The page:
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Saturday, April 19, 2014

Seniors raise post-Sandy safety concerns
(Page 3 of 3)
Courtesy Facebook
Annie LaSalle in December with James Hodge, far right, who was among the many volunteers who delivered food and supplies to the residents of 415 National Blvd.

Goodman said he does not “make it a habit” to post notices in the building or contact tenants directly to update them on progress on storm repairs. But, he said, tenants come into the Housing Authority office, on Centre Street, on a regular basis to find out what’s going on in their buildings, and the information is there if they ask for it.

“You can come in here on any given day, and you can walk right into my office,” he said. “I guarantee it.”

Brian Young, the Long Island director of New York Communities for Change, said that the organization has seen similar situations in nearby storm-affected areas. “We want to see the Housing Authority take care of these tenants,” Young said. “These tenants have been really patient.”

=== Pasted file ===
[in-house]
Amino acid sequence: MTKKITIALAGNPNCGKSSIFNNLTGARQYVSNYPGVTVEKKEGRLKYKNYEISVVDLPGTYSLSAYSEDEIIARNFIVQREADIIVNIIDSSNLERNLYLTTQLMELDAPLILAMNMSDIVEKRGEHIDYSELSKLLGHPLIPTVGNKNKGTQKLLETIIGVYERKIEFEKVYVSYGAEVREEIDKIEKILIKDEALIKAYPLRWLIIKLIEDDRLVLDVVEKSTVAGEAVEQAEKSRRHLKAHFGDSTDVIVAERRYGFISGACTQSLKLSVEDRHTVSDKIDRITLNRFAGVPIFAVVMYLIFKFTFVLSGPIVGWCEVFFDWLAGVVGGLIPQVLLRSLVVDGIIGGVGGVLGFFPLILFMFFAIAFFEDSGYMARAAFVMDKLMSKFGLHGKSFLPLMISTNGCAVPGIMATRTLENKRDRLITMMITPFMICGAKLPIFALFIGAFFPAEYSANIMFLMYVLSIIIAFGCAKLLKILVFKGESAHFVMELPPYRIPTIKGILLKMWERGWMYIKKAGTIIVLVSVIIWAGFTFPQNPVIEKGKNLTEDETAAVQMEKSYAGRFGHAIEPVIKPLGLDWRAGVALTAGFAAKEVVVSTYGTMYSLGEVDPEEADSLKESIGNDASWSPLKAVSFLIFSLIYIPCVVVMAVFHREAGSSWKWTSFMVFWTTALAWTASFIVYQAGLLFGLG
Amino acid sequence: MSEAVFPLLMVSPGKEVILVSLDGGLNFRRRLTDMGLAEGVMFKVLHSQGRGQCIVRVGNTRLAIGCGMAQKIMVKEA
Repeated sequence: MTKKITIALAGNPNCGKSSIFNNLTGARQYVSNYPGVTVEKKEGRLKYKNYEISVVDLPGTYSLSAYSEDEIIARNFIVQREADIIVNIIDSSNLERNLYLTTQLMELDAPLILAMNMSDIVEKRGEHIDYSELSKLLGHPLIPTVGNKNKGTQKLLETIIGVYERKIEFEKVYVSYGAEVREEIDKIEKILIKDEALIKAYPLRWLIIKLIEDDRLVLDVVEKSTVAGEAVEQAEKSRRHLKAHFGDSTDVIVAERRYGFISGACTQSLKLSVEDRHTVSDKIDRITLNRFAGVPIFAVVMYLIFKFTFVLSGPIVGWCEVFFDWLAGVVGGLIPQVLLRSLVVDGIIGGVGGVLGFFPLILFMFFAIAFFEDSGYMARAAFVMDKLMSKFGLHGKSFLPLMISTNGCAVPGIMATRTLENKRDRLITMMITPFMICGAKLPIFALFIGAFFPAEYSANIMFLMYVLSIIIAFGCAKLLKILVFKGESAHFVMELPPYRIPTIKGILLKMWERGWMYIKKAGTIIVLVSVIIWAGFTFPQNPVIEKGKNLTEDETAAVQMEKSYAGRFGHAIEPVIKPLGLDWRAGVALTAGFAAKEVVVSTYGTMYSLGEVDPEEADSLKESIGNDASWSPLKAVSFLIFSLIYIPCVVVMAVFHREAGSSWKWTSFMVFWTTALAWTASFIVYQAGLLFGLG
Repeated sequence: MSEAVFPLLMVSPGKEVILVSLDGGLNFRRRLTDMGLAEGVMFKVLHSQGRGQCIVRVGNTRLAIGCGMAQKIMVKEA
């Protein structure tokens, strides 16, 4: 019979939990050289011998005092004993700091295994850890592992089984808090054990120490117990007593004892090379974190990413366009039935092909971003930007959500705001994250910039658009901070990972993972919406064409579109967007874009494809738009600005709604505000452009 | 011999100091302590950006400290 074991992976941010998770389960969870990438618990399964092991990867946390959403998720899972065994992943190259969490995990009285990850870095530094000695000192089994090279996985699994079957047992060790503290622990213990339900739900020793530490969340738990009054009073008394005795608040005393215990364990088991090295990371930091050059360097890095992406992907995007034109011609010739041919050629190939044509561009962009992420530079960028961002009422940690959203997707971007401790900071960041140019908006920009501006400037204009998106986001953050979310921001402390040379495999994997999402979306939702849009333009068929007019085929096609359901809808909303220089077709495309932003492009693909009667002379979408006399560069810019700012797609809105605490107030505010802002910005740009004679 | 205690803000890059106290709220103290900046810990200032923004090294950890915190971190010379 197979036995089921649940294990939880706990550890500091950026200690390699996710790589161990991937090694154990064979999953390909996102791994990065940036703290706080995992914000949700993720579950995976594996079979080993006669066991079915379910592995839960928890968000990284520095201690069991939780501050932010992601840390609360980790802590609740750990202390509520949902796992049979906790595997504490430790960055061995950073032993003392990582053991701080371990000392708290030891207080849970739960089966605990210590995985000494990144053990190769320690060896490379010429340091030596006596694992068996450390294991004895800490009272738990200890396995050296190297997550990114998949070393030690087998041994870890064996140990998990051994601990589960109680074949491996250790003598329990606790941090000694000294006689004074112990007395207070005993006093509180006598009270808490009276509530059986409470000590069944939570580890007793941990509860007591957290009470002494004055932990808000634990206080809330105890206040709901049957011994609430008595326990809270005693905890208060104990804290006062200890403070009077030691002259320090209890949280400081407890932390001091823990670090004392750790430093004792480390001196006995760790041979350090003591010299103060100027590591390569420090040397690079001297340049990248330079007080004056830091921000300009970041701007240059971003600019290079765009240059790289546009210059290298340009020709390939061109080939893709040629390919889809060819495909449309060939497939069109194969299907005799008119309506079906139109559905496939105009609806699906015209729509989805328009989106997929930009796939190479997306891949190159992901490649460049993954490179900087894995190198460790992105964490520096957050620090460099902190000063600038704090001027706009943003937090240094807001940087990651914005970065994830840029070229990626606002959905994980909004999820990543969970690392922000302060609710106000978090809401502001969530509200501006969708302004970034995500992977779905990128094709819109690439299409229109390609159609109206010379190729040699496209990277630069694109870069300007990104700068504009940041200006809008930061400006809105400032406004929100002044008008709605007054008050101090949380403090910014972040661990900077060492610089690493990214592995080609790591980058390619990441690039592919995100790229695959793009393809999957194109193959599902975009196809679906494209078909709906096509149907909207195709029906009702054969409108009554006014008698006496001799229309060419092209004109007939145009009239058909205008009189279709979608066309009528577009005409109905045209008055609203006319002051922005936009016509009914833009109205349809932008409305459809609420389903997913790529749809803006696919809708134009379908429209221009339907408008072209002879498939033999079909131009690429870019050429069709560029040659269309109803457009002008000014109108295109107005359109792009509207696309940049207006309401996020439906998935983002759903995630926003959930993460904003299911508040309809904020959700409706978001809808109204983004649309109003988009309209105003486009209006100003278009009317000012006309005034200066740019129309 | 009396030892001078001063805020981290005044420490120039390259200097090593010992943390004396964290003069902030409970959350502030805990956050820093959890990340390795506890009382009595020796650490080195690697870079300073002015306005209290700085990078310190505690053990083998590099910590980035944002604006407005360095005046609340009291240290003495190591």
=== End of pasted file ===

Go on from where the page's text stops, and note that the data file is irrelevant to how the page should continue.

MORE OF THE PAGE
The group helped the seniors organize and “march” to City Hall for the Long Island Regional Planning Council meeting. There, many tenants got up and aired their complaints with community members and local legislators.

“If people don’t get up and talk about it,” Young said, “it’ll be another year until anything gets fixed.”

Anthony Rifilato contributed to this story.

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